"Michigan is Michigan" – That's how IU Coach Bill Lynch summed up the team his squad will be facing Saturday in Ann Arbor. In his mind, this isn't the same football team that went 3-9 a year ago and lost its final four home games to Illinois, Toledo, Michigan State and Northwestern. Instead, he thinks Coach Rich Rodriguez has the Wolverines poised to return to contender's status in the conference after a one-year hiatus.
That's not good news for the Hoosiers, who'd prefer a shot at the 2008 version of the Wolverines that lost seven out of its final eight games and had the program's first losing season since 1968. As disappointing as Indiana's 2008 campaign was coming off the 2007 Insight Bowl, there was no doubt that the league's biggest disappointment was the Wolverines, who struggled from a personnel standpoint to make the transition from former Coach Lloyd Carr's system to Rodriguez's spread attack.
"Michigan is a very good football team," Lynch said. "They are playing a little bit differently than they have done in the past with the spread offense, but in terms of efficiency they are still great. The will block you. They have great backs, speed on the outside, and their quarterbacks really fit the offense. So I have been very impressed with them and you can tell they have been through a spring, a fall, a winter, a spring, a preseason, and three games. Coach Rodriguez has their offense rolling.
"Defensively, they are very fast which you expect of a Big Ten defense. They have good players, but they run to the ball and give you a lot of different looks, so there are many challenges this week in our preparation
If Michigan is in fact "back" and plays that way Saturday, Indiana's odds of springing an upset aren't good. While Indiana has veteran team that includes more playmakers on both sides of the ball than it has in recent memory, it still can't match up with Michigan in terms of athleticism and speed. Indiana is going to need to play its best football of the season Saturday and catch a break or two courtesy of the Wolverines to have a chance.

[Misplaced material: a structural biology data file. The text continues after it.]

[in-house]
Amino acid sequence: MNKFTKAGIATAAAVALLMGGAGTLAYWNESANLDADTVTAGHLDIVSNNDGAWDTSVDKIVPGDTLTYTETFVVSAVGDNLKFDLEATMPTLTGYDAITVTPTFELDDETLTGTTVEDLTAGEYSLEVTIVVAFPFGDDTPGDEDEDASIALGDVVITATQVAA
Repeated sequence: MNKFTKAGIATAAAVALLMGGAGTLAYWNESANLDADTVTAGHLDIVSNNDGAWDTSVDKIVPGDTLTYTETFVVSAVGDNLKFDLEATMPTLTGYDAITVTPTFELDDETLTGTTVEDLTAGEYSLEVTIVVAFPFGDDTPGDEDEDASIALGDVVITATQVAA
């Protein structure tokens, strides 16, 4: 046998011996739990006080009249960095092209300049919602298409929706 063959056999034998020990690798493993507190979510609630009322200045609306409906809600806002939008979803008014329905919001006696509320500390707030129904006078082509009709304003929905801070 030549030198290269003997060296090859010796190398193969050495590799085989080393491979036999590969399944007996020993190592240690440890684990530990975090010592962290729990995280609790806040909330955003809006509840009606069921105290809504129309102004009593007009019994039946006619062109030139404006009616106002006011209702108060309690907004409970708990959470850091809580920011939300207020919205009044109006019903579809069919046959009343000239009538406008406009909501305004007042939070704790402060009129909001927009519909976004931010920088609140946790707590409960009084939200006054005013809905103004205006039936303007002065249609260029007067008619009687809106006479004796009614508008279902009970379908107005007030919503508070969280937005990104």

The Kicking Game – Indiana got a huge lift from Ray Fisher with his kickoff return for a touchdown on the opening play of the Akron game, but that return was probably overshadowed by some mistakes on special teams that the Hoosiers can ill-afford to make against Michigan.
The biggest gaffe was the blocked Chris Hagerup punt that was returned for a touchdown. Hagerup was of the league's best punters a year ago, but there has been a knock on him as far as how long it takes him to get punts off. That could be one of the reasons that IU opted to start using the rugby-style approach this season. Whether it was or wasn't, it clearly didn't work against the Zips. Akron had a defender come virtually unabated on the punt block due to a lack of communication on Indiana's part, and the end result was an Akron touchdown.
When it comes to field goals, Nick Freeland had a field goal blocked for the second straight week. Freeland's 38-yard attempt at the end of the third quarter was woefully low, and it came on the heels of a 22-yard miss the previous week against Western Michigan when the Hoosiers were trying to stretch a six-point lead to nine late in the game.
Ultimately, neither miscue proved costly. The IU defense came up with a huge turnover late against Western Michigan to preserve that win, and the Hoosiers overwhelmed the Zips in the second half Saturday to pull away in the 38-21 victory. But against a team like Michigan, those kinds of mistakes will be costly.
Now that Michigan has seen the film of those special teams miscues, it's also a safe bet that Michigan will do what it can to take advantage of a perceived vulnerability in that area. Michigan could decide to come after a few more punts than normal instead of settling to set up for the return.
On Monday – Five Numbers to Note
On Tuesday – Four Names to Know
On Wednesday – Three Key Match-Ups
On Thursday – Two Big Concerns
On Friday – One Bold Prediction
MICHIGAN: Two Days and Counting
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